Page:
The self-assembly of small molecules, polymers, proteins, nanoparticles and colloids under thermodynamic equilibrium conditions has been a powerful approach for the construction of a variety of structures of nano- to micrometer dimensions, like vesicles, capsules, and nanotubules. Despite these advances, the permanent nature of these synthetic self-assembled structures does not compare well to the complex spatiotemporally confined self-assembly processes seen in natural systems, which for instance allow the dynamic compartmentalization of incompatible processes, responsiveness, and self-healing. It remains a challenge to develop out-of-equilibrium systems through spatio- and temporal control over self-assembly. In our research we focus on molecular approaches which allow control over self-assembly processes through covalent bond formation: (i) the development of dynamic covalent gelators, which allow spatial and temporal control over self-assembly by use of catalysts,[1,2] and (ii) dissipative self-assembly driven by a chemical fuel[3,4]. I will discuss the background of our approaches together with recent results, and will suggest how dynamic self-assembling systems may lead to the next generation of responsive, nanostructured and self-healing materials.

[1] J. Boekhoven, J.M. Poolman, C. Maity, Feng Li, L. van der Mee, C.B. Minkenberg, E. Mendes, J.H. van Esch, R. Eelkema; Nature Chemistry 5 (2013) DOI:10.1038/nchem.1617
[2] A.G.L. Olive, N. Hakimin Abdullah, I. Ziemecka, E. Mendes, R. Eelkema, J.H. van Esch, Angew. Chem. 53 (2014), DOI:10.1002/anie.201310776
[3] J. Boekhoven, A.M. Brizard, K.N. Kowlgi, G.J. Koper, R. Eelkema, J.H. van Esch, Angew. Chem. Int. Ed. 49 (2010) DOI: 10.1002/anie.201001511.
[4] J. Boekhoven, W. Hendriksen, G. Koper, R. Eelkema, J.H. van Esch, Science, 349 (2015) DOI: 10.1126/science.aac6103

Dual-phase Evolution and the Emergence of Materials Genomes

David G. Lynn Emory University

Thursday Oct 22nd 2015, 5:00-5:30

Life may best be understood as molecular information flowing at the nanometer scale. The diversity of DNA sequences, both known and yet to be characterized throughout Earth's realms, along with the vast repertoire of catalytic and structural forms of proteins, constitute the dynamic evolving molecular network that underpins our tree of life. Most remarkably, information flow is achieved with two foundational biopolymers locked in mutualistic synergy through three hierarchical dimensions, ultimately yielding life as we currently know it.[1,2] We will show how covalent macromolecular synthesis can be tied to non-covalent folding and supramolecular associations in a single molecular scaffold, and define critical chemical and physical functions emerging from tension created from combining dynamic chemical/physical networks. Feedback processes, both chemical and physical, are expressed across all dimensions of the network.[3-5] These results establish that the range and degree of order accessible to various materials can yield diverse functional phases, from compartments to metabolism and informational polymers, and demonstrate that specific phases can be propagated, selected, and exploited for their unique structural and chemical functions. Further, mutualistic scaffolds are available for the creation of cooperative functions and supramolecular order. Taken together, there is an emerging space for autonomous dynamic networks poised to expand access to materials genomes.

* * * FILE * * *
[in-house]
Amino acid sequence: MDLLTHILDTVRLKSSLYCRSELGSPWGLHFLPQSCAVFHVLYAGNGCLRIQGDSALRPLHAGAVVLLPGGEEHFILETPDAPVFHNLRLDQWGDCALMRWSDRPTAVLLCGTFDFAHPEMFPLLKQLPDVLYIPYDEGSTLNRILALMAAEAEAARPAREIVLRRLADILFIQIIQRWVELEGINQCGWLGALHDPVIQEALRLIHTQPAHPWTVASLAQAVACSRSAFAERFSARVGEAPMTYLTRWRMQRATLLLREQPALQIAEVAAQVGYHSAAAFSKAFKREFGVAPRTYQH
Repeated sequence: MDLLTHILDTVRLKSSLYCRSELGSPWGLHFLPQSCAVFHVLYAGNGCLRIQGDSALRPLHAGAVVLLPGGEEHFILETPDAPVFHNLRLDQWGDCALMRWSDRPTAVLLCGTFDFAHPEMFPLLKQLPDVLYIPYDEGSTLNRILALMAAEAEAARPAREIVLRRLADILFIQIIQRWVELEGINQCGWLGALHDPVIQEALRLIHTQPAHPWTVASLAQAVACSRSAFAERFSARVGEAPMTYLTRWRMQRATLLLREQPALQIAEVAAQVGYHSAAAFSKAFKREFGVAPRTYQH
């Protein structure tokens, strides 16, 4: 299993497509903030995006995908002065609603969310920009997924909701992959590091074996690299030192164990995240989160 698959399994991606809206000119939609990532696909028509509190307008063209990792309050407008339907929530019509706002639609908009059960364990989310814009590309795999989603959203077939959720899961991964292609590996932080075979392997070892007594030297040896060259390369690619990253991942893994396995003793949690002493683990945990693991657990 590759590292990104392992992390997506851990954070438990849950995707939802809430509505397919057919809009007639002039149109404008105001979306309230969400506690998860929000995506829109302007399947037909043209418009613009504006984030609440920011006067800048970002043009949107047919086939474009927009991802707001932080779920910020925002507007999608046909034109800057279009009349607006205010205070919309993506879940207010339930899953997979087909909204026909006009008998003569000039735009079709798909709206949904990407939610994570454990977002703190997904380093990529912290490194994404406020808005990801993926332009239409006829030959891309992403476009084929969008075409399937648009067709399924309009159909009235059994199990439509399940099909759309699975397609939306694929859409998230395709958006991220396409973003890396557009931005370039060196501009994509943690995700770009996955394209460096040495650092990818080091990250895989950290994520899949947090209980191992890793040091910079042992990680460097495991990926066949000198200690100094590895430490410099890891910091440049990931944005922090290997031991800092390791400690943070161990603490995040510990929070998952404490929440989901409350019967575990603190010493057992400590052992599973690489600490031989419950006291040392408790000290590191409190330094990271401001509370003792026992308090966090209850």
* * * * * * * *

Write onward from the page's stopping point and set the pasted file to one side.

Abstract Image

[1] Goodwin JT; Lynn DG. 2014. Alternative Chemistries of Life - Empirical Approaches. Emory University, ISBN: 978-0-692-24992-5. http://alternativechemistries.emory.edu/
[2] Goodwin JT, Mehta AK, Lynn DG. 2012 Digital and Analog Chemical Evolution. Acc Chem Res. 45, 2189-99. DOI: 10.1021/ar300214w
[3] Liang, C; Smith-Carpenter, J; Ni, R.; Childers, W.S.; Mehta, A.K.; Lynn, D.G. 2014 Kinetic Intermediates in Amyloid Assembly, J. Am. Chem. Soc. 136: 15146-9. DOI: 10.1021/ja508621b.
[4] Anthony NR, Mehta AK, Lynn DG, Berland KM 2014 Mapping amyloid-β (16-22) nucleation pathways using fluorescence lifetime imaging microscopy. Soft Matter, 10: 4162-4172. DOI: 10.1039/C4SM00361F